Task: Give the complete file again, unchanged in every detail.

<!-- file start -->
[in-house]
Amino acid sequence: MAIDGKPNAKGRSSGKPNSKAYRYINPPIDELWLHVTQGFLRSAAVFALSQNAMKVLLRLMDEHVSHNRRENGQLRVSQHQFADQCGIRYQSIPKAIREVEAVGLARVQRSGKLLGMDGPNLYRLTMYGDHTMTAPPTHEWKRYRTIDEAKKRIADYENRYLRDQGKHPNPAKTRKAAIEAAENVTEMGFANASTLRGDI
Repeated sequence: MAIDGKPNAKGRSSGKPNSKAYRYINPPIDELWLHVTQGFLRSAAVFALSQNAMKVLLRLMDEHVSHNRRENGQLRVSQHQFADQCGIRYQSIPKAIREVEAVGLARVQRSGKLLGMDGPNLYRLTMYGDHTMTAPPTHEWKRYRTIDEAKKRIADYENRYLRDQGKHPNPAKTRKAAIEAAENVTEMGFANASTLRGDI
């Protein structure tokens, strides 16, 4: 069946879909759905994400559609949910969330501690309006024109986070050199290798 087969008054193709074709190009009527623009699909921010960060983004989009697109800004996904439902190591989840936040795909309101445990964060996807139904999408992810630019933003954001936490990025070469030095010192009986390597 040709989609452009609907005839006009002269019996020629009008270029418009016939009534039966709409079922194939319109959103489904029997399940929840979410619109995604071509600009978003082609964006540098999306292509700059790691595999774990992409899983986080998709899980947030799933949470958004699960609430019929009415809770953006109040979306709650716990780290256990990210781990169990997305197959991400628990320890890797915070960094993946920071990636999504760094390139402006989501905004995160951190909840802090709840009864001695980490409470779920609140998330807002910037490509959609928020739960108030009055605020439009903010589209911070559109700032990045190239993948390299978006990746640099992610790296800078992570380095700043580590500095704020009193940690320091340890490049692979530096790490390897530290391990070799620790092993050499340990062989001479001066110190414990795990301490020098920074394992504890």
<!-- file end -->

[in-house]
Amino acid sequence: MAIDGKPNAKGRSSGKPNSKAYRYINPPIDELWLHVTQGFLRSAAVFALSQNAMKVLLRLMDEHVSHNRRENGQLRVSQHQFADQCGIRYQSIPKAIREVEAVGLARVQRSGKLLGMDGPNLYRLTMYGDHTMTAPPTHEWKRYRTIDEAKKRIADYENRYLRDQGKHPNPAKTRKAAIEAAENVTEMGFANASTLRGDI
Repeated sequence: MAIDGKPNAKGRSSGKPNSKAYRYINPPIDELWLHVTQGFLRSAAVFALSQNAMKVLLRLMDEHVSHNRRENGQLRVSQHQFADQCGIRYQSIPKAIREVEAVGLARVQRSGKLLGMDGPNLYRLTMYGDHTMTAPPTHEWKRYRTIDEAKKRIADYENRYLRDQGKHPNPAKTRKAAIEAAENVTEMGFANASTLRGDI
């Protein structure tokens, strides 16, 4: 069946879909759905994400559609949910969330501690309006024109986070050199290798 087969008054193709074709190009009527623009699909921010960060983004989009697109800004996904439902190591989840936040795909309101445990964060996807139904999408992810630019933003954001936490990025070469030095010192009986390597 040709989609452009609907005839006009002269019996020629009008270029418009016939009534039966709409079922194939319109959103489904029997399940929840979410619109995604071509600009978003082609964006540098999306292509700059790691595999774990992409899983986080998709899980947030799933949470958004699960609430019929009415809770953006109040979306709650716990780290256990990210781990169990997305197959991400628990320890890797915070960094993946920071990636999504760094390139402006989501905004995160951190909840802090709840009864001695980490409470779920609140998330807002910037490509959609928020739960108030009055605020439009903010589209911070559109700032990045190239993948390299978006990746640099992610790296800078992570380095700043580590500095704020009193940690320091340890490049692979530096790490390897530290391990070799620790092993050499340990062989001479001066110190414990795990301490020098920074394992504890």